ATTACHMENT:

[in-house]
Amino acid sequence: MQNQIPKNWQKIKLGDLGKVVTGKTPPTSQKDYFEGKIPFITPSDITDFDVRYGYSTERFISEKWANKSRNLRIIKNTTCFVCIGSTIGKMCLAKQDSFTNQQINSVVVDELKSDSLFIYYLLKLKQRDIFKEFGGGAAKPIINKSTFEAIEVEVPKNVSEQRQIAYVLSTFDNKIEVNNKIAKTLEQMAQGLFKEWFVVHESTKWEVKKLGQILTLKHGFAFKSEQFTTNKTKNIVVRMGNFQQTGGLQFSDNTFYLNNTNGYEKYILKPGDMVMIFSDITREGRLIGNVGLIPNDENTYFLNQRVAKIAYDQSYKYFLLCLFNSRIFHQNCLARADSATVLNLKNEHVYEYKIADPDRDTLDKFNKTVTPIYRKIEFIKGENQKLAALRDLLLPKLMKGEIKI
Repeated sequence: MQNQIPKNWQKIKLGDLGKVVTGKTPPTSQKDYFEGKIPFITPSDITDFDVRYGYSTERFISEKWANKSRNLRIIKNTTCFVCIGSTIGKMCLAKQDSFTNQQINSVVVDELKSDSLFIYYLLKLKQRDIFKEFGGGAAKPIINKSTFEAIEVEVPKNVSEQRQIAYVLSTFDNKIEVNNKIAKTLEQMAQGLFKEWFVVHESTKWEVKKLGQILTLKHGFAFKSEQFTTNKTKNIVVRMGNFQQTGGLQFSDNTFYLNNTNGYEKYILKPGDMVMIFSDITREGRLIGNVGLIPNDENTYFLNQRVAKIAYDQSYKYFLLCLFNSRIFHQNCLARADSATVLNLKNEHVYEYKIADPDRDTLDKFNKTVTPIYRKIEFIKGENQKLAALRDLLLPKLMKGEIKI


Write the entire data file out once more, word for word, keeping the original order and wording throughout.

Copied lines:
[in-house]
Amino acid sequence: MQNQIPKNWQKIKLGDLGKVVTGKTPPTSQKDYFEGKIPFITPSDITDFDVRYGYSTERFISEKWANKSRNLRIIKNTTCFVCIGSTIGKMCLAKQDSFTNQQINSVVVDELKSDSLFIYYLLKLKQRDIFKEFGGGAAKPIINKSTFEAIEVEVPKNVSEQRQIAYVLSTFDNKIEVNNKIAKTLEQMAQGLFKEWFVVHESTKWEVKKLGQILTLKHGFAFKSEQFTTNKTKNIVVRMGNFQQTGGLQFSDNTFYLNNTNGYEKYILKPGDMVMIFSDITREGRLIGNVGLIPNDENTYFLNQRVAKIAYDQSYKYFLLCLFNSRIFHQNCLARADSATVLNLKNEHVYEYKIADPDRDTLDKFNKTVTPIYRKIEFIKGENQKLAALRDLLLPKLMKGEIKI
Repeated sequence: MQNQIPKNWQKIKLGDLGKVVTGKTPPTSQKDYFEGKIPFITPSDITDFDVRYGYSTERFISEKWANKSRNLRIIKNTTCFVCIGSTIGKMCLAKQDSFTNQQINSVVVDELKSDSLFIYYLLKLKQRDIFKEFGGGAAKPIINKSTFEAIEVEVPKNVSEQRQIAYVLSTFDNKIEVNNKIAKTLEQMAQGLFKEWFVVHESTKWEVKKLGQILTLKHGFAFKSEQFTTNKTKNIVVRMGNFQQTGGLQFSDNTFYLNNTNGYEKYILKPGDMVMIFSDITREGRLIGNVGLIPNDENTYFLNQRVAKIAYDQSYKYFLLCLFNSRIFHQNCLARADSATVLNLKNEHVYEYKIADPDRDTLDKFNKTVTPIYRKIEFIKGENQKLAALRDLLLPKLMKGEIKI